During the Civil War, Martinsburg stood in the midst of the Shenandoah Valley Campaign. General Thomas J. Jackson commandeered trains and tracks right in the city so Union forces could not ship soldiers and supplies. The trains were moved over land to Strasburg. There were turmoil and chaos surrounding the city and its citizens.
But what of Benjamin and Julianna? Did they survive the war? They completely disappear after that 1860 Census…as if vanishing in the mist. They can be traced to no final resting places. Some day, I want to see them coming toward me as they break through the mist, and the veil of separation is no more.
On that Sunday morning in December, he was returning from Mass with his family in a Nicetown/Philadelphia ethnic neighborhood. As the family walked home, a neighbor burst out of his house to flag them down. The neighbor knew that the Slabiks did not have a radio, but he extended the invitation for them to step inside his house to listen to an ongoing news broadcast. The news was numbing and unimaginable, but after all parts of Europe were already at war. What…this happened at Pearl Harbor? His brother Stanley was in the Army and had been just a year ago stationed in Honolulu. The Japanese…why was the world crashing down?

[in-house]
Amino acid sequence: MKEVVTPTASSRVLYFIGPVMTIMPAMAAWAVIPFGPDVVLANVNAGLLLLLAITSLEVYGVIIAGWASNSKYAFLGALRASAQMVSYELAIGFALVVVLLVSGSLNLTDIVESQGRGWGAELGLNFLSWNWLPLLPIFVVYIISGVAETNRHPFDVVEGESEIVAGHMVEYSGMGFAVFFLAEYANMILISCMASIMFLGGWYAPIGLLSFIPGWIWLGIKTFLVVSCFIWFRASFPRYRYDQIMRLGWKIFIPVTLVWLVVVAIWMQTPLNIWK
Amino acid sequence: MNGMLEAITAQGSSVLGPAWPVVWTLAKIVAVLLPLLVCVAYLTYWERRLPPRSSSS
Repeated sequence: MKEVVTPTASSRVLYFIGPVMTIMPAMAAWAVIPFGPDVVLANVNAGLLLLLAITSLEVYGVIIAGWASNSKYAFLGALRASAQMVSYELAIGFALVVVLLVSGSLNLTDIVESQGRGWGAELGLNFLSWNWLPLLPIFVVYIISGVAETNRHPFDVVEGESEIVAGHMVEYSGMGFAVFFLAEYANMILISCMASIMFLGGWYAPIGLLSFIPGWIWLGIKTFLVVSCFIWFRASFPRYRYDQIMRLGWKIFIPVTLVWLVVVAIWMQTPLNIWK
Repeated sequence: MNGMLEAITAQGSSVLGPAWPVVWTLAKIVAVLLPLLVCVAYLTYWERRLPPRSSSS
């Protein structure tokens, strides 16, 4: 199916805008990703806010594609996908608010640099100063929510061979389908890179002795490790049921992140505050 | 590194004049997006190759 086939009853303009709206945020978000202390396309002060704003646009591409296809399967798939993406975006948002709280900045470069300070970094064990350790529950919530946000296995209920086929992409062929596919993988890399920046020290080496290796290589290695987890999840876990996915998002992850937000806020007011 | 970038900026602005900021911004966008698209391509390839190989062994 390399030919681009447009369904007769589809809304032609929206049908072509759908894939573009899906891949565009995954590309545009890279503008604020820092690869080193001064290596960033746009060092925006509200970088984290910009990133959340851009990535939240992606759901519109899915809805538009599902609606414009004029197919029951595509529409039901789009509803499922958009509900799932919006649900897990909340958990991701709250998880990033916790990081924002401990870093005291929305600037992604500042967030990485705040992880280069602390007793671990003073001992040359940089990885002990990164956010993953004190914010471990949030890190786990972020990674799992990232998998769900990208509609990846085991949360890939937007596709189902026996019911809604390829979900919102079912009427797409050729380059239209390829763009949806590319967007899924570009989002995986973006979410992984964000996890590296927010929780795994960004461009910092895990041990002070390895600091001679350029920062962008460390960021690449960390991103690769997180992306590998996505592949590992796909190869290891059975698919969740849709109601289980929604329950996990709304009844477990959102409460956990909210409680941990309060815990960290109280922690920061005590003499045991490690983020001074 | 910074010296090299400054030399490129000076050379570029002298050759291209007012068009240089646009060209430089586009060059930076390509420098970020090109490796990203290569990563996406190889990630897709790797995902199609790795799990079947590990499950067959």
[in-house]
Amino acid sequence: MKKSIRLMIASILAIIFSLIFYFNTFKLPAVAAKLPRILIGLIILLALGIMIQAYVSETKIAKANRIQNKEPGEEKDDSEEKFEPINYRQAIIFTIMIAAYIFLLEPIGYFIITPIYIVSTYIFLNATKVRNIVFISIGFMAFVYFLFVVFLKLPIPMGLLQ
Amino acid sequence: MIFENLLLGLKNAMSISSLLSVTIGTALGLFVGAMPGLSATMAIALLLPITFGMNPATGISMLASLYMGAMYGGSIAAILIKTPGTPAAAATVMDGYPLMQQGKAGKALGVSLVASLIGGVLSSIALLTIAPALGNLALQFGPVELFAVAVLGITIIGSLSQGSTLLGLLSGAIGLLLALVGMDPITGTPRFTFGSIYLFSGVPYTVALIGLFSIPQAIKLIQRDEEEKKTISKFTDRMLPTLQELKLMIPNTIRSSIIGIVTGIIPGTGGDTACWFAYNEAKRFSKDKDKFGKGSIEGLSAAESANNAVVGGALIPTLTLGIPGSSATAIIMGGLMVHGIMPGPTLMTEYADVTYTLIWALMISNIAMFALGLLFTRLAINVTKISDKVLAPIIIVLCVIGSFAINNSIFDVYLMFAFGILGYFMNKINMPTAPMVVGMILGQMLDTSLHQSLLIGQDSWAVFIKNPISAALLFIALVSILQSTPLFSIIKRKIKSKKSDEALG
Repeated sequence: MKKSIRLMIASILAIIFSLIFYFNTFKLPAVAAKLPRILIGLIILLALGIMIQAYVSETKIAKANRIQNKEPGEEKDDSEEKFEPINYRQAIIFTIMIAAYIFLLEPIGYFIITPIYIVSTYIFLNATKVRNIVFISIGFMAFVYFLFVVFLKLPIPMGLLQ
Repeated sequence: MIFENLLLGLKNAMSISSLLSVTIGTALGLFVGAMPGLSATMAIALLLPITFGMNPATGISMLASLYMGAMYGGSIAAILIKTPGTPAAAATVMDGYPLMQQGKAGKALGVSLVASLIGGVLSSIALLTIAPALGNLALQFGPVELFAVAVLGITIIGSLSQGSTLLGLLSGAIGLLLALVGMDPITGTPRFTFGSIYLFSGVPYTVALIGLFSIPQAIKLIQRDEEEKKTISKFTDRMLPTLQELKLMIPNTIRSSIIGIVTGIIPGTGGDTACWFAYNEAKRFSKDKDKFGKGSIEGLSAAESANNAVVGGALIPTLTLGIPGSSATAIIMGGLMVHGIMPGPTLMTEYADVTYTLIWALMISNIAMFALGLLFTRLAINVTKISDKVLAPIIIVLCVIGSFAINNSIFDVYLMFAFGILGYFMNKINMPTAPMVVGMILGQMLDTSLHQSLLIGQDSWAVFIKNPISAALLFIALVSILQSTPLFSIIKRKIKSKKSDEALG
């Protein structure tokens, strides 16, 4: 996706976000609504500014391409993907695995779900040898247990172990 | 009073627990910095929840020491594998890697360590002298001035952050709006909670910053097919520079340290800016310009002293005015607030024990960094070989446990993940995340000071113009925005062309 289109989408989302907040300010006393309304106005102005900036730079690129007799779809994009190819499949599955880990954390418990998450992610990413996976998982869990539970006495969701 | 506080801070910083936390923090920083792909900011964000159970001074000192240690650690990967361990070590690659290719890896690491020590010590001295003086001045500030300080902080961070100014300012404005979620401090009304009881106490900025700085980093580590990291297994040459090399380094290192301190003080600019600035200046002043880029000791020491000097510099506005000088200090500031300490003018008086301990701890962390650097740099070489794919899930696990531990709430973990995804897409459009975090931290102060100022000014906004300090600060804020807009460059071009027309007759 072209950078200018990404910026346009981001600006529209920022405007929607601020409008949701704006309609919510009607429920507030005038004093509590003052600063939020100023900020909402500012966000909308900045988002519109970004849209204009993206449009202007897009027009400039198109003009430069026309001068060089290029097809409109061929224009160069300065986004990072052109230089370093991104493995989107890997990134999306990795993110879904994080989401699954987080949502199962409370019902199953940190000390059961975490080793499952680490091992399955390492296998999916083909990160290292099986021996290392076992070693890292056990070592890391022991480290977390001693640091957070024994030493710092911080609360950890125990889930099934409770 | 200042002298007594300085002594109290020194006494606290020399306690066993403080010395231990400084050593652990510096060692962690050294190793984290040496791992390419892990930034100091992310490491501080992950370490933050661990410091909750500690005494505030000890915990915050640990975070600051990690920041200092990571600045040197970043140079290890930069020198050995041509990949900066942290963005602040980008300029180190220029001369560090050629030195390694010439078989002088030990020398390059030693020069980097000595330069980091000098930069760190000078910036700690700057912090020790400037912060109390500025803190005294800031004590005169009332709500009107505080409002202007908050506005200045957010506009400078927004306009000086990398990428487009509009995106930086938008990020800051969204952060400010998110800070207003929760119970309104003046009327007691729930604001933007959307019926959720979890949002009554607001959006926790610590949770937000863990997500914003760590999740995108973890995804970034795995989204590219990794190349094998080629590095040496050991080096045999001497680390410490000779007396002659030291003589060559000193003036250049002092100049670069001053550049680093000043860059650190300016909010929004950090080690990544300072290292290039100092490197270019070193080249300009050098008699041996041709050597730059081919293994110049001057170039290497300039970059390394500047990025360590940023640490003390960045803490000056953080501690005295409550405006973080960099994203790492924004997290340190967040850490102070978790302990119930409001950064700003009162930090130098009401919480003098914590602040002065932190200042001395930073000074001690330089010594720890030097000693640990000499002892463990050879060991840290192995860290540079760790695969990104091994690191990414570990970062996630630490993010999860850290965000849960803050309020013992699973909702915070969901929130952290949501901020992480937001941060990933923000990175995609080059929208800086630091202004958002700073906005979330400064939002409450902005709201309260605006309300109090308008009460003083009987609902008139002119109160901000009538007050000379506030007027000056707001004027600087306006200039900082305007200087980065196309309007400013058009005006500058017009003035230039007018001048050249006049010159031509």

When he returned to high school the next day, all his buddies were ranting against the attack. Graduation could not come too soon, for they wanted to enlist right away and save America…save the world. They often bragged about seeing each other in Tokyo a year from now. The minimum age to enlist was 18 years old, and Edward would not reach that age until next November. Patriotism called…how could he wait?
After a June, 1942, graduation, he began to figure out how he could enlist. He would “create” a new birthdate. After all, a birth certificate was not entirely necessary; one could have a witness testify about that birthdate. He would only be fudging a few months since Uncle Sam and the United States needed him. Instead of stating that he was born on 6 November 1924, he and his witness declared the date as 1 September 1924. (On another document, he stated that it was 6 September 1924.) He enlisted in the United States Army Air Force. He would be trained to fight in combat.
While in basic training at Indiantown Gap, Pennsylvania, he and the rest of his new buddies were given nicknames that would remain with them for the duration of the war. Edward enjoyed humor and laughter and playing pranks, so he was nicknamed “Silly From Philly”. Perhaps, that humor saved his sanity when he was fighting the Japanese in the Pacific Theater.
Edward would return from war in December, 1945, to that ethnic neighborhood in Philadelphia. He came home to his parents and neighbors. He was 21 years old. His mother was alarmed at how jaundiced and skinny her boy Edjui (Polish for Edward) looked. He was home safe…America was also safe.
It would be four years later in December, 1949, when I would first meet my father. He and my mother had married in 1947 after becoming war time sweethearts…but that is another story!